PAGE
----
COVID-19 antibody treatment available at Deaconess

Coronavirus Watch Indiana

NEWBURGH, Ind. (WEHT)– More than 40 Tri-State COVID-19 patients have received an infusion of monoclonal antibodies to keep them from getting extremely ill. There is a limited supply of this treatment. Deaconess is deciding who qualifies for the treatment as positive test results come in.

Eli Lilly’s monoclonal antibody treatment is given through an I.V. to help neutralize the virus. It’s not given to patients currently in the hospital. The treatment is for high risk patients who have tested positive and have mild to moderate COVID-19 symptoms.

“We do like to give this treatment as early in the process as possible because it’s more effective. Ideally, when given this treatment it’s designed to help keep people from getting worse. Hopefully they get better faster and hopefully they avoid hospitalization,” said Dr. Gina Huhnke. She said Deaconess is asking patients more questions when they go in for COVID-19 testing. “If you go through one of our drive through sites, your COVID test is positive, you’ll automatically be screened for these risk factors and if you qualify we will contact you.”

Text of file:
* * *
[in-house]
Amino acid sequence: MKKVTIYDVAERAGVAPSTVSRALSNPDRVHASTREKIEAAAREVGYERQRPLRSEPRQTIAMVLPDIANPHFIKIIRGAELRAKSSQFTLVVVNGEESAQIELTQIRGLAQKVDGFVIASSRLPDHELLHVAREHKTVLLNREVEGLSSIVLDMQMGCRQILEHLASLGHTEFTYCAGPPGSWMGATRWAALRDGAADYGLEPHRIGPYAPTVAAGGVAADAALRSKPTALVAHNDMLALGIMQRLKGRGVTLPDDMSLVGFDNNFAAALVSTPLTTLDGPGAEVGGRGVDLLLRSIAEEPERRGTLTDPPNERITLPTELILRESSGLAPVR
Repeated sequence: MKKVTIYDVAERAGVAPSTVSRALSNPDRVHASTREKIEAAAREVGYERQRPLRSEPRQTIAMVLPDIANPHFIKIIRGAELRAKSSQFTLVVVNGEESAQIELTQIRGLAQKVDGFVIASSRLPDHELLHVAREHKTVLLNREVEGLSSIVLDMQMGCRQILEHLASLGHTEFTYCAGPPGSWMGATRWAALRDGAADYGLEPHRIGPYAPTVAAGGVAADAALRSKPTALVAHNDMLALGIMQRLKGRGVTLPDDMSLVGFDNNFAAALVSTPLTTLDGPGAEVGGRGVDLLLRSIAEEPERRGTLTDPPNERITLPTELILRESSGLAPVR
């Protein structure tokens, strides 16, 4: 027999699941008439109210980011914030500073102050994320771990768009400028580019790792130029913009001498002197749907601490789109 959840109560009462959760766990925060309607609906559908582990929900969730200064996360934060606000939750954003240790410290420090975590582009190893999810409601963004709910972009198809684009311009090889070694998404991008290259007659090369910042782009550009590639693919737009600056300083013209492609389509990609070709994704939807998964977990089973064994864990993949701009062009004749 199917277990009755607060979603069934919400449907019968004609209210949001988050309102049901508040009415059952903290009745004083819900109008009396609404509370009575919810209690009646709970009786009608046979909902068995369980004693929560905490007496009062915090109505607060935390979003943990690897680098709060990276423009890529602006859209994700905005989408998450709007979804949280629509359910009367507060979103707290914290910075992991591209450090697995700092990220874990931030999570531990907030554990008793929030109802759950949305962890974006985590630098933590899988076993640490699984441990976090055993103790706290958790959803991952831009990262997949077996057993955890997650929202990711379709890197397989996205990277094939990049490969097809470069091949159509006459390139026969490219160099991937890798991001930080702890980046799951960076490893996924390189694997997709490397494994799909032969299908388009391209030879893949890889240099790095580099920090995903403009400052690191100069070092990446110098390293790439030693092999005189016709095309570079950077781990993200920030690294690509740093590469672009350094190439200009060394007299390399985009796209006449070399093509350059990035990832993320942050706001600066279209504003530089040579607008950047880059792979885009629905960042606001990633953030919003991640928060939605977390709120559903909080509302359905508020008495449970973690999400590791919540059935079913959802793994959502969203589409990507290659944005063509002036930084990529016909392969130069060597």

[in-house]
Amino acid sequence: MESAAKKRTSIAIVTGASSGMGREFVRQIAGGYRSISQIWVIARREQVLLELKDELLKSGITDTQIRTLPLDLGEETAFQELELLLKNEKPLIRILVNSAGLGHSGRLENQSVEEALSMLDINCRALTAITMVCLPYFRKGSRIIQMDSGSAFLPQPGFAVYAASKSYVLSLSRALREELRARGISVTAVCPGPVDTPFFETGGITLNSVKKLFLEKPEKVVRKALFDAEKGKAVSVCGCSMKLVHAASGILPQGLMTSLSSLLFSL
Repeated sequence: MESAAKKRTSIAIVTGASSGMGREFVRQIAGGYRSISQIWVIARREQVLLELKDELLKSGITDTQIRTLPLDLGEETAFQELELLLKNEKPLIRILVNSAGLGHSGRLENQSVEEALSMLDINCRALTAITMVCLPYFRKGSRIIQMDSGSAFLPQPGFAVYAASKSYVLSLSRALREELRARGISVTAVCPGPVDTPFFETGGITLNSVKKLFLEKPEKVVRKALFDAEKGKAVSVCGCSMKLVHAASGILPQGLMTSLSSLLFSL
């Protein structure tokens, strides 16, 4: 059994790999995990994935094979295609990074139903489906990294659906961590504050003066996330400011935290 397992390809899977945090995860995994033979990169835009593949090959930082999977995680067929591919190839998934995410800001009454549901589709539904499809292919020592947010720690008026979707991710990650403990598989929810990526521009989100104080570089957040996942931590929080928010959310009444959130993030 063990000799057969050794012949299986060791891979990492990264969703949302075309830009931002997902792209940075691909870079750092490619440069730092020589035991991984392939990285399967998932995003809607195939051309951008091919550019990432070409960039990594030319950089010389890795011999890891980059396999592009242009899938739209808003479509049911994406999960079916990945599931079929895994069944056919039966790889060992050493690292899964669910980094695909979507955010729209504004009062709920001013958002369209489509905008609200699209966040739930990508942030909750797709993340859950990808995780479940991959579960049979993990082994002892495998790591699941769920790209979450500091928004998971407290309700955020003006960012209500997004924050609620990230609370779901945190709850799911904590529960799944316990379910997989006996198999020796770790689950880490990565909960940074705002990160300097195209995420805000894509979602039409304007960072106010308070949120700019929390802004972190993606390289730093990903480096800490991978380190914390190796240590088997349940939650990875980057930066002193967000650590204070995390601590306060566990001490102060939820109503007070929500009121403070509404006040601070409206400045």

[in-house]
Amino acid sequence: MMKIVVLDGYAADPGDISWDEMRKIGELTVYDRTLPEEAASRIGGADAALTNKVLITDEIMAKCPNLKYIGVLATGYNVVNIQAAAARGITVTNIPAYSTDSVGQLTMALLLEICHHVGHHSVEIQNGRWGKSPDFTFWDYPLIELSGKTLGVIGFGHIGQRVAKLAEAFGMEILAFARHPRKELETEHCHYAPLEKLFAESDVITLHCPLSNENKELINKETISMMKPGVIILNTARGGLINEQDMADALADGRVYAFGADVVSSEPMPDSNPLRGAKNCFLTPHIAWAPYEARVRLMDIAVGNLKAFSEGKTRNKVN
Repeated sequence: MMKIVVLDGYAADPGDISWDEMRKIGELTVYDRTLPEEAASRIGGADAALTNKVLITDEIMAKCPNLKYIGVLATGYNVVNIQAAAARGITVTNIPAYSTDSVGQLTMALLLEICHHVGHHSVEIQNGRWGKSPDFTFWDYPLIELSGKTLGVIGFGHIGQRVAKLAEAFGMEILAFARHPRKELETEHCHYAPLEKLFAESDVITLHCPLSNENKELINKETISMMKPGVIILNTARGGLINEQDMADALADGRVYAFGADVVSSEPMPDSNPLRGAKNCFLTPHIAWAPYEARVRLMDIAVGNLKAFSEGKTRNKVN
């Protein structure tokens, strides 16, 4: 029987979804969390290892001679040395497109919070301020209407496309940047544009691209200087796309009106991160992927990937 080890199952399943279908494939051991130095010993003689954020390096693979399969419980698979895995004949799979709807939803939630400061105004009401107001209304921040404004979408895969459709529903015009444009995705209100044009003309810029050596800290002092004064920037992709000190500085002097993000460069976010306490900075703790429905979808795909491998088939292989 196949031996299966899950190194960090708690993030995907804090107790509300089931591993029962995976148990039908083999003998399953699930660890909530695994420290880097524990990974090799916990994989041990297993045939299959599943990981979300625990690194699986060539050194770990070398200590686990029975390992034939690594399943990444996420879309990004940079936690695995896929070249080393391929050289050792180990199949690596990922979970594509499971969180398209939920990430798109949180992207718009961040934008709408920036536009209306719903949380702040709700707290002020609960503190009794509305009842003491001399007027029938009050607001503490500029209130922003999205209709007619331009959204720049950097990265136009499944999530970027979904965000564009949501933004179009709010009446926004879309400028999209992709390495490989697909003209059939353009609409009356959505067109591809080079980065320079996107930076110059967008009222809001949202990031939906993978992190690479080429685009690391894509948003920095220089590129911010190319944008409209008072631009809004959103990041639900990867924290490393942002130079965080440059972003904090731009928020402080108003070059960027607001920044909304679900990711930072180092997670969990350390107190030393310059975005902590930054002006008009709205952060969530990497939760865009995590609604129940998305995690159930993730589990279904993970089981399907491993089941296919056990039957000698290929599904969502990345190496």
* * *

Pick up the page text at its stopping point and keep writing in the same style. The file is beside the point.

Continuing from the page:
Dr. Huhnke said this is something they have been doing every day since receiving the monoclonal antibodies on Friday. So far they have more than 40 patients who have received the infusion at Deaconess Infusion Center.

“Most of these patients that we are giving this medication to are greater than age 65, also have other chronic medical conditions including diabetes, chronic kidney disease, immune oppressed states, or over weight,” Dr. Huhnke explained.

“I think it’s been a game changer and it’s sped up my recovery and frankly I think it’s kept me from getting some of the pulmonary and respiratory problems that I otherwise could have gotten,” said Dr. David Schultz.

It’s been a week since dr. Schultz received his infusion of monoclonal antibodies. He is the principal investigator for this treatment, and now he’s on the mend recovering from COVID-19.

“Now my body’s immune system has taken over to develop it’s own antibody response against it’s covid-19 infection to give me some immunity over the next couple of months,” said Schultz.

The federal government purchased at least 300,000 vials so far. Deaconess received 180 doses on Friday and will not be charging patients for the drug, but they will be charged for the treatment itself.

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(This story was originally published on November 18, 2020)

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